NOV 11, 2022
Softbank's Masayoshi Son says 'smart robots' will replace the entire working population
SEP 15, 2021
One of Japan's wealthiest men says robots will "liberate" humans from boring work and revitalise Japan's greying economy in the process.
On Wednesday Masayoshi Son, chief executive of the sprawling technology and investment-focused Softbank Group, said his company's Vision Fund was working with 18 companies developing artificial intelligence-enhanced machines.
In July, Softbank announced it was "pausing" production of its own robot, the humanoid Pepper, after poor sales of the machine which was advertised for use as a home companion and customer service assistant.
"We had a grandiose debut event with Pepper several years ago, now it is hanging its head low," Son said, standing in front of a projection of a slumping, switched-off Pepper.
Pepper's commercial failure does not appear to have dampened Son's enthusiasm for robotics.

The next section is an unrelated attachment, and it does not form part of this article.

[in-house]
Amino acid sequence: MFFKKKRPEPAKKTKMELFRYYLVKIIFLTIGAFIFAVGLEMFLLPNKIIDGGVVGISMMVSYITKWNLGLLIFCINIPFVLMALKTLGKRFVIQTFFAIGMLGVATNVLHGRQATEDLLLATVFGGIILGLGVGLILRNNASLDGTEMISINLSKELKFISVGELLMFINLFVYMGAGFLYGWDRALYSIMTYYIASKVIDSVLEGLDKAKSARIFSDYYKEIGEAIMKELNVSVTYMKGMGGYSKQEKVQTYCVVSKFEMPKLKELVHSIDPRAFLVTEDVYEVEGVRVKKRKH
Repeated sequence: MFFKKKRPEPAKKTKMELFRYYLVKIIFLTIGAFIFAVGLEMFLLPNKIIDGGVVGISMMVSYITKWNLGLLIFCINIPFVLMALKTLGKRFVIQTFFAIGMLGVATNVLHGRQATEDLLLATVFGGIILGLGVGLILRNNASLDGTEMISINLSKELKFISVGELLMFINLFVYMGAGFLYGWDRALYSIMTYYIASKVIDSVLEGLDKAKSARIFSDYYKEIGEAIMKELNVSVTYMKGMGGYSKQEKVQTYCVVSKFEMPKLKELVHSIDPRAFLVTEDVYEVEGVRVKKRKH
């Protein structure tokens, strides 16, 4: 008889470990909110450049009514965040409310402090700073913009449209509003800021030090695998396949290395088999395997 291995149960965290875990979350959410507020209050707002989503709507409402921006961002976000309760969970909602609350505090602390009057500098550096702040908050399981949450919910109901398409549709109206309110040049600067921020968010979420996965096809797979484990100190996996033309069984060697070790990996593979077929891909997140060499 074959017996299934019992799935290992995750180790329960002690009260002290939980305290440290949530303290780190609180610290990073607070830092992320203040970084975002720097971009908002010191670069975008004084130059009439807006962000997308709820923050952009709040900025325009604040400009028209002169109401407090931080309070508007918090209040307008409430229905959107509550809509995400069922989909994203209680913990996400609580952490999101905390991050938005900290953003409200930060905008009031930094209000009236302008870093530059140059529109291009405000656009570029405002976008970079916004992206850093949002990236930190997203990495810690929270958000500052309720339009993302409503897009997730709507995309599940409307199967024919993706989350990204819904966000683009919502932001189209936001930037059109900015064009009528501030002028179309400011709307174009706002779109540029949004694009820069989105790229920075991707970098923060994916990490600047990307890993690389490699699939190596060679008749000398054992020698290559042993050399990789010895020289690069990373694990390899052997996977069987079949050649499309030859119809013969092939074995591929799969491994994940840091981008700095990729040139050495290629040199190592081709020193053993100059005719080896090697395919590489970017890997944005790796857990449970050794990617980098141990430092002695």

The SoftBank founder told the virtual audience at Wednesday's Softbank World 2021 conference that "smart robots that will replace not just the manufacturing, industrial working population, but the entire working population."
Son's keynote address was accompanied by videos of Boston Dynamics' humanoid Atlas robots running and jumping, as well as canister-shaped machines cleaning floors.
However, he offered no specifics on new investments or market prices of any of the devices, nor did he not touch on SoftBank's investing pause in China where regulators have dramatically increased scrutiny of technology firms.
In June the company's Paris-based Softbank Robotics arm announced it would be cutting its 330-strong workforce, citing the economic impact of the coronavirus pandemic.
Also in June, SoftBank sold its 80 per cent stake in Boston Dynamics, maker of the dog-like "Spot", to South Korea's Hyundai Motor Group for $1.1 billion (€930 million).
On Wednesday Son said SoftBank remained a collaborating partner with Boston Dynamics, and that from Pepper will come a generation of more functional smart robots - or what he called "sumabo", a contraction of "smart" and "robot" in Japanese.
Such machines will have the potential to revolutionise the workforce, as one smart robot can do 10 times the daily output of a human, Son said. In Japan, that means 100 million robots could do the work of one billion people, he added.
"Humans can be liberated from boring work," he said. "(They) can work on something that has more added value."